Growing up as a kid you probably imagined yourself at one point or another as a marauding Viking warrior. Of course, naturally you had your impressive horned helmet carried into battle as well. But is this helmet a myth popularized by Hollywood, or is there some historical fact to it? All archaeological evidence suggests that Viking warriors did not wear horns on their helmets.
Of course, there are practical reasons for this as well. Any battle smart warrior would know that having horns jetting out from your helmet would give the enemy a place to grasp and throw you around. In battle, Vikings wore standard Sutton Hoo type helmets that did not have horns. Before the horn myth was made popular, Viking helmets were shown to have wings on them. This is also not historically accurate.But where did these myths come from? Old texts suggest that priests may have worn headdresses with horns for religious ceremonies. They may have been worn for decorations as well. However, what got the myths going was the ancient Romans and Greeks who came back from Britain saying the soldiers and people wore outlandish headdresses and helmets.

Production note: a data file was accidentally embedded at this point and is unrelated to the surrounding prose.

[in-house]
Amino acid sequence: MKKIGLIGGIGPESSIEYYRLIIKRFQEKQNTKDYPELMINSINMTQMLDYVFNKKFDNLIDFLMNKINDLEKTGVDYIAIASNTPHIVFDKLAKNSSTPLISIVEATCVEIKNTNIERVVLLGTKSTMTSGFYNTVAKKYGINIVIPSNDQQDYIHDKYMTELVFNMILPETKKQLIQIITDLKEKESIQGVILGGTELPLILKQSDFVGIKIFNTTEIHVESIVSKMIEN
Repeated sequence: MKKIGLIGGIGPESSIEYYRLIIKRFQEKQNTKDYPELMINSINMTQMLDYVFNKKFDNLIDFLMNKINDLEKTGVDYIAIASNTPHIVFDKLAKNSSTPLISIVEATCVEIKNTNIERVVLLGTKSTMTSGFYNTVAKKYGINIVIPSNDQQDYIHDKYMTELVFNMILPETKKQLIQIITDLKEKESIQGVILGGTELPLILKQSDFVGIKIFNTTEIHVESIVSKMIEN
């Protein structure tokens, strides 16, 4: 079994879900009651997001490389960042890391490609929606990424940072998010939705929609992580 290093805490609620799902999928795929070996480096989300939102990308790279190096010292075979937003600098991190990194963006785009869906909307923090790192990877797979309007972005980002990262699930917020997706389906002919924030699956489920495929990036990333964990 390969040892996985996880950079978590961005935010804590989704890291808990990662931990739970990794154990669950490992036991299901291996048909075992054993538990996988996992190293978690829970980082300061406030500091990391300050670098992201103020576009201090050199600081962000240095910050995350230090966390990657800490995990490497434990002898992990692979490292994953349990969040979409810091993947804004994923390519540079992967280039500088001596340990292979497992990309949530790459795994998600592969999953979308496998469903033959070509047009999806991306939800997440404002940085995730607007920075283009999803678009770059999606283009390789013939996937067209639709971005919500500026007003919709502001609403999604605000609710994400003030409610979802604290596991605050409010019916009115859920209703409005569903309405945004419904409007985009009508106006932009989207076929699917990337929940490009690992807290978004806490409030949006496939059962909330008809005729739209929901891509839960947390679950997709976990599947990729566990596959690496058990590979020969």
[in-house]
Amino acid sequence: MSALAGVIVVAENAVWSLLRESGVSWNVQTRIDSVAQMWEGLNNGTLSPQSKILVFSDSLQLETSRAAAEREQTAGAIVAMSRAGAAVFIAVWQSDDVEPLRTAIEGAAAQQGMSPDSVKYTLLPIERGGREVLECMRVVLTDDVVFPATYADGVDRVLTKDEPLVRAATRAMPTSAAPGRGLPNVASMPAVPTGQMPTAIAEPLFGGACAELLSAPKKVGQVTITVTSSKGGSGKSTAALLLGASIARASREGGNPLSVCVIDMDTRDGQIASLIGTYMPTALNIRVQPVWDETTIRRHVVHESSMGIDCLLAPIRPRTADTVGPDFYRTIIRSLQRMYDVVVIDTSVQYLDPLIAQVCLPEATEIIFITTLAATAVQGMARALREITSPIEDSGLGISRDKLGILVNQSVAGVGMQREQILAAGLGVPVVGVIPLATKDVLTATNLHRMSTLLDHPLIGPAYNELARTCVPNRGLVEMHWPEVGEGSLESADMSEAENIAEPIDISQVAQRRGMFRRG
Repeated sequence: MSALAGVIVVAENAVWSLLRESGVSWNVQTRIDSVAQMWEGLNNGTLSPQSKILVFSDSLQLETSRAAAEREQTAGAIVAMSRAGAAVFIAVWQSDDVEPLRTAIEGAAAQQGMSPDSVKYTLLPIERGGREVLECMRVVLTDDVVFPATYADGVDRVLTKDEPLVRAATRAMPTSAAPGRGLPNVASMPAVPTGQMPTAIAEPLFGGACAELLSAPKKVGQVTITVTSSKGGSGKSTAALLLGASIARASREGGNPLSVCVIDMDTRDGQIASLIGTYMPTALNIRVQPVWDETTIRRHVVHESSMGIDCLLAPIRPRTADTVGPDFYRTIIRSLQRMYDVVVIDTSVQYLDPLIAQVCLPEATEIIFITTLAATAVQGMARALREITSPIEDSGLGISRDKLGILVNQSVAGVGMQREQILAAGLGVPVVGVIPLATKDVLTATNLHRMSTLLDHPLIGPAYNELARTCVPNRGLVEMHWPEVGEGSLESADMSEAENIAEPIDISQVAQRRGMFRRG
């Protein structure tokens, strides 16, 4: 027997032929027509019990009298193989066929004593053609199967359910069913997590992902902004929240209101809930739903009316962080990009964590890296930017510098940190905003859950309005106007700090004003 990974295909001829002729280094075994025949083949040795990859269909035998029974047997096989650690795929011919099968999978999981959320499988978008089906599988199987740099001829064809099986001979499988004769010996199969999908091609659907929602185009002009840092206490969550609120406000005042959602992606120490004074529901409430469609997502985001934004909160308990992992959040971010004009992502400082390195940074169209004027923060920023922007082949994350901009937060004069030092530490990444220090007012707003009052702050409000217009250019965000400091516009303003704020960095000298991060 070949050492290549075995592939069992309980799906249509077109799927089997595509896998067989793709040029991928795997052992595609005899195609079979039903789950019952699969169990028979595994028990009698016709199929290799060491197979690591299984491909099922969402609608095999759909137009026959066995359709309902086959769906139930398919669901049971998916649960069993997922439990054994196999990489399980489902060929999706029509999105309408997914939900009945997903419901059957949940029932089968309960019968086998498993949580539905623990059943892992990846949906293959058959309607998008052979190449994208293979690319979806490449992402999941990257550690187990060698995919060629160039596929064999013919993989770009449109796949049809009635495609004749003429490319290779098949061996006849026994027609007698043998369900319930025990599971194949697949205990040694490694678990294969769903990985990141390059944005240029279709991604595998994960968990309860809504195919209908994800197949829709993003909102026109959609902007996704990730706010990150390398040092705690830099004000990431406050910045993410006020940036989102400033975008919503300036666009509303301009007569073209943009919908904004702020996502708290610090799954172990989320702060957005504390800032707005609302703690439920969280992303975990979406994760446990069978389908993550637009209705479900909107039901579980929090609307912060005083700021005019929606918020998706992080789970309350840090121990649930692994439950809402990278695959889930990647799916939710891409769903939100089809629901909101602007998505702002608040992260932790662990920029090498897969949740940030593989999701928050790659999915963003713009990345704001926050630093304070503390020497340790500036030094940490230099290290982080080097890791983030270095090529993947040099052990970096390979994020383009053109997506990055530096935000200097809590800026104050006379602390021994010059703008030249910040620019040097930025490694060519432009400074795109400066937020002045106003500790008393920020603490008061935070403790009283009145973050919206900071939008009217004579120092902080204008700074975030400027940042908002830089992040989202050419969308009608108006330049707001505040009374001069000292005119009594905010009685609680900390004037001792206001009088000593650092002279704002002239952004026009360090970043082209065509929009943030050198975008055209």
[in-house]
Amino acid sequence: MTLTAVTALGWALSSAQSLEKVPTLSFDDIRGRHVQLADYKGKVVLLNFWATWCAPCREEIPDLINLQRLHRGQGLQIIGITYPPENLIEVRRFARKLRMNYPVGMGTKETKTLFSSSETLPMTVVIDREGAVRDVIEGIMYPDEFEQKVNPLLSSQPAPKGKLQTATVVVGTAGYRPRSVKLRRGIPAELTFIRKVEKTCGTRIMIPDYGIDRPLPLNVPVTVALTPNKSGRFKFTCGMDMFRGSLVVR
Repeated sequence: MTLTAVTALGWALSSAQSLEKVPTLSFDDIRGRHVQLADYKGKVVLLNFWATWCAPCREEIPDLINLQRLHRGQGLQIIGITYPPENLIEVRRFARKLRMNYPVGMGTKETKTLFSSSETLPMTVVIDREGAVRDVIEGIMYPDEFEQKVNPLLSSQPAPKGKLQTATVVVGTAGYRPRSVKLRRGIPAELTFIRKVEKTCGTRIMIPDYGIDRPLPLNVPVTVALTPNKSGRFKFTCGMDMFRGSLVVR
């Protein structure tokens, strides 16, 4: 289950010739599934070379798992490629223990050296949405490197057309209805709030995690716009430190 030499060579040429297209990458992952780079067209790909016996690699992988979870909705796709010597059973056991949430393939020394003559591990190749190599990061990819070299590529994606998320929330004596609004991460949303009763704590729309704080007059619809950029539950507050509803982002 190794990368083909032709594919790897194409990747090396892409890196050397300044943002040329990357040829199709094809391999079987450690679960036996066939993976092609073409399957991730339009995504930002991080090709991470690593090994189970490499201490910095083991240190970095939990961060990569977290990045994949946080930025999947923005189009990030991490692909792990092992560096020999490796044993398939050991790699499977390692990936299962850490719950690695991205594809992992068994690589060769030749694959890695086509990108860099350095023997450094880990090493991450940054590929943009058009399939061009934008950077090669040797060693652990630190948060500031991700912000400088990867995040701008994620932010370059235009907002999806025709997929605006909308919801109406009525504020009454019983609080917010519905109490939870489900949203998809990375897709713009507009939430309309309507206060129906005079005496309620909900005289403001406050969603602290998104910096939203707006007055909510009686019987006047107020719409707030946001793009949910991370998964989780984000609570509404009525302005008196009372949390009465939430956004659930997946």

Also, Roman generals and soldiers claimed that the Gauls and Germanic tribes often wore helmets with horns or antlers, and often whole animals on their heads for intimidation. This part may be accurate to some extent, but it does not mean the Vikings raided towns with their fearsome helmets. However, this is probably where the Viking Horn helmet came into being. Of course, this tradition and myth was passed down from generation to generation by stories and pictures.
In the modern world, Viking helmets are portrayed with horns not because they are historically accurate, but because they make good looking costumes. Who wouldn’t want an intimidating, blood thirsty Viking warrior wearing a horned helmet?
John Hilde is a historical weapons and armor collector and owns his own online store selling authentic armor and weapons. Please visit http://www.armorvenue.com to learn more.